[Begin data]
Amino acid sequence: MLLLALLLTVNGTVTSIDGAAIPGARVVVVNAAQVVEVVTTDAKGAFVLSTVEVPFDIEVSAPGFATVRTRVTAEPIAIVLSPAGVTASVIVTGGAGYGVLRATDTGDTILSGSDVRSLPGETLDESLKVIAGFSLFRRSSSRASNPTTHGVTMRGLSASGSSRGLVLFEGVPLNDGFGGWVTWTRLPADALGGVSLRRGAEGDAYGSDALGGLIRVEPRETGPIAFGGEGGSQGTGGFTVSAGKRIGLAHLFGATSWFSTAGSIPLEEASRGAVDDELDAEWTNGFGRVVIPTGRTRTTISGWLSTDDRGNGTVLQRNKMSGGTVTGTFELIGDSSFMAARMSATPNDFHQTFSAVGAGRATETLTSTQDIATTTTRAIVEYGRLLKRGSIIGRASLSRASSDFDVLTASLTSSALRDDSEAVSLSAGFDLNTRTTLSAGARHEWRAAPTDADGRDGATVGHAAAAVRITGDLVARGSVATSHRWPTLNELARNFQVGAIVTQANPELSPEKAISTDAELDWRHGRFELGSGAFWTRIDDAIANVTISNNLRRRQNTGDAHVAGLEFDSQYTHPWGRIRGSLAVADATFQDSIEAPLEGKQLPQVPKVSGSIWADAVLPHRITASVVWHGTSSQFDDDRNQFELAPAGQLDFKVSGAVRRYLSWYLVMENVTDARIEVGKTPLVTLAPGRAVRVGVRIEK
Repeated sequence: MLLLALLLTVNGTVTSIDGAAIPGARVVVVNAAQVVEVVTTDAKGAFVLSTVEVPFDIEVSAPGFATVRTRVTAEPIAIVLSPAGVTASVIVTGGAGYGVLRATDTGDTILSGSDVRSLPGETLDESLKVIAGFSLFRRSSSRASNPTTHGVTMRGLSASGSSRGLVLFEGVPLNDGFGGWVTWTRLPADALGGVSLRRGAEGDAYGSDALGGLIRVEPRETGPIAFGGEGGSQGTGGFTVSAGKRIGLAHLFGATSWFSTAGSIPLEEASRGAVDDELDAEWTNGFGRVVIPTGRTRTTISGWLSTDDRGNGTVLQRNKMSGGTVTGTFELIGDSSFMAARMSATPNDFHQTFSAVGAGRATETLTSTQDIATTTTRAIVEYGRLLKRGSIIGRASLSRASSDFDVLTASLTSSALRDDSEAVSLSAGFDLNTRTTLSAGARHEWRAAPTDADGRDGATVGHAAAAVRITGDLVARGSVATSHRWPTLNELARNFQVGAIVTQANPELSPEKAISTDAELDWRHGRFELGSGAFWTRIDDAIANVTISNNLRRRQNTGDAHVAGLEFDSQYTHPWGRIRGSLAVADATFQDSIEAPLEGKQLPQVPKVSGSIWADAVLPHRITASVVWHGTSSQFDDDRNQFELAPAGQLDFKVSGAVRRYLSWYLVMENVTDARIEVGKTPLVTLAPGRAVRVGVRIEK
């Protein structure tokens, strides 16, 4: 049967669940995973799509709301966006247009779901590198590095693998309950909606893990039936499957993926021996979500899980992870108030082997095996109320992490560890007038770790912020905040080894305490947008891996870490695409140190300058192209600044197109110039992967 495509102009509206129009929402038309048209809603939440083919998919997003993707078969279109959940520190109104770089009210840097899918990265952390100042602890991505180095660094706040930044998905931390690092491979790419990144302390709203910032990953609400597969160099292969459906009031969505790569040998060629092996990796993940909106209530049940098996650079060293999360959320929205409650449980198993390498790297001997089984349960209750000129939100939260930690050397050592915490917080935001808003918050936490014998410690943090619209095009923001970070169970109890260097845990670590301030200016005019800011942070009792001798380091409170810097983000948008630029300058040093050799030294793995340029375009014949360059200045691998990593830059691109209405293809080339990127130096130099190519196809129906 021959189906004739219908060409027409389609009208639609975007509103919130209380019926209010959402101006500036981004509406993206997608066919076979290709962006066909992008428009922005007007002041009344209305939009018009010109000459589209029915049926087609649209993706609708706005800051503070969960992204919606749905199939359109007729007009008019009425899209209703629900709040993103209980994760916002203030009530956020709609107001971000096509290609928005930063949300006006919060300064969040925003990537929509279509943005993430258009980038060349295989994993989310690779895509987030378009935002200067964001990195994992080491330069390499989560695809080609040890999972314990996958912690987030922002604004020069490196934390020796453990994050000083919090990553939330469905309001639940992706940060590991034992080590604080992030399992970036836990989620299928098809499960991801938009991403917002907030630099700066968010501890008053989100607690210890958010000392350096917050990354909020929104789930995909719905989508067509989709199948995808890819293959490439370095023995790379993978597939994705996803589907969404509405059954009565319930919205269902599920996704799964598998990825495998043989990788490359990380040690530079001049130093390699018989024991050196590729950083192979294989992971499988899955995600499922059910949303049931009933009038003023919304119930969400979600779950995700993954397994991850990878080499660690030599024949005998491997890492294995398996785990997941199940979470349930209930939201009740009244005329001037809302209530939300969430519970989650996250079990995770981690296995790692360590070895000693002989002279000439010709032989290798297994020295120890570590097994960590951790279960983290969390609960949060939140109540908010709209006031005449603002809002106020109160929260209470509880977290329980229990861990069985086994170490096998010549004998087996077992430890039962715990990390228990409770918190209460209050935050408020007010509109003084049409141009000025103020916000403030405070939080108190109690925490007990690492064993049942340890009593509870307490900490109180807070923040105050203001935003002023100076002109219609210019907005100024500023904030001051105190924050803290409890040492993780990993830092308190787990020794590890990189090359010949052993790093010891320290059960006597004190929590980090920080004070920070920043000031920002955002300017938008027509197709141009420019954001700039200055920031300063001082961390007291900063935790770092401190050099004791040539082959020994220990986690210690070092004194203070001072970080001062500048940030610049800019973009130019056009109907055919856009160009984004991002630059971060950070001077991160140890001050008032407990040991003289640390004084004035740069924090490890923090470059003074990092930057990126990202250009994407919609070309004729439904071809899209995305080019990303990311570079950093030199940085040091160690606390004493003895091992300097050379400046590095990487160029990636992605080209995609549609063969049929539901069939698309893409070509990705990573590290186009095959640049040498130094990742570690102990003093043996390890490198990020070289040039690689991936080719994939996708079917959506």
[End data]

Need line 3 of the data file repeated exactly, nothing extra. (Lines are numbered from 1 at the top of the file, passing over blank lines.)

């Protein structure tokens, strides 16, 4: 049967669940995973799509709301966006247009779901590198590095693998309950909606893990039936499957993926021996979500899980992870108030082997095996109320992490560890007038770790912020905040080894305490947008891996870490695409140190300058192209600044197109110039992967 495509102009509206129009929402038309048209809603939440083919998919997003993707078969279109959940520190109104770089009210840097899918990265952390100042602890991505180095660094706040930044998905931390690092491979790419990144302390709203910032990953609400597969160099292969459906009031969505790569040998060629092996990796993940909106209530049940098996650079060293999360959320929205409650449980198993390498790297001997089984349960209750000129939100939260930690050397050592915490917080935001808003918050936490014998410690943090619209095009923001970070169970109890260097845990670590301030200016005019800011942070009792001798380091409170810097983000948008630029300058040093050799030294793995340029375009014949360059200045691998990593830059691109209405293809080339990127130096130099190519196809129906 021959189906004739219908060409027409389609009208639609975007509103919130209380019926209010959402101006500036981004509406993206997608066919076979290709962006066909992008428009922005007007002041009344209305939009018009010109000459589209029915049926087609649209993706609708706005800051503070969960992204919606749905199939359109007729007009008019009425899209209703629900709040993103209980994760916002203030009530956020709609107001971000096509290609928005930063949300006006919060300064969040925003990537929509279509943005993430258009980038060349295989994993989310690779895509987030378009935002200067964001990195994992080491330069390499989560695809080609040890999972314990996958912690987030922002604004020069490196934390020796453990994050000083919090990553939330469905309001639940992706940060590991034992080590604080992030399992970036836990989620299928098809499960991801938009991403917002907030630099700066968010501890008053989100607690210890958010000392350096917050990354909020929104789930995909719905989508067509989709199948995808890819293959490439370095023995790379993978597939994705996803589907969404509405059954009565319930919205269902599920996704799964598998990825495998043989990788490359990380040690530079001049130093390699018989024991050196590729950083192979294989992971499988899955995600499922059910949303049931009933009038003023919304119930969400979600779950995700993954397994991850990878080499660690030599024949005998491997890492294995398996785990997941199940979470349930209930939201009740009244005329001037809302209530939300969430519970989650996250079990995770981690296995790692360590070895000693002989002279000439010709032989290798297994020295120890570590097994960590951790279960983290969390609960949060939140109540908010709209006031005449603002809002106020109160929260209470509880977290329980229990861990069985086994170490096998010549004998087996077992430890039962715990990390228990409770918190209460209050935050408020007010509109003084049409141009000025103020916000403030405070939080108190109690925490007990690492064993049942340890009593509870307490900490109180807070923040105050203001935003002023100076002109219609210019907005100024500023904030001051105190924050803290409890040492993780990993830092308190787990020794590890990189090359010949052993790093010891320290059960006597004190929590980090920080004070920070920043000031920002955002300017938008027509197709141009420019954001700039200055920031300063001082961390007291900063935790770092401190050099004791040539082959020994220990986690210690070092004194203070001072970080001062500048940030610049800019973009130019056009109907055919856009160009984004991002630059971060950070001077991160140890001050008032407990040991003289640390004084004035740069924090490890923090470059003074990092930057990126990202250009994407919609070309004729439904071809899209995305080019990303990311570079950093030199940085040091160690606390004493003895091992300097050379400046590095990487160029990636992605080209995609549609063969049929539901069939698309893409070509990705990573590290186009095959640049040498130094990742570690102990003093043996390890490198990020070289040039690689991936080719994939996708079917959506």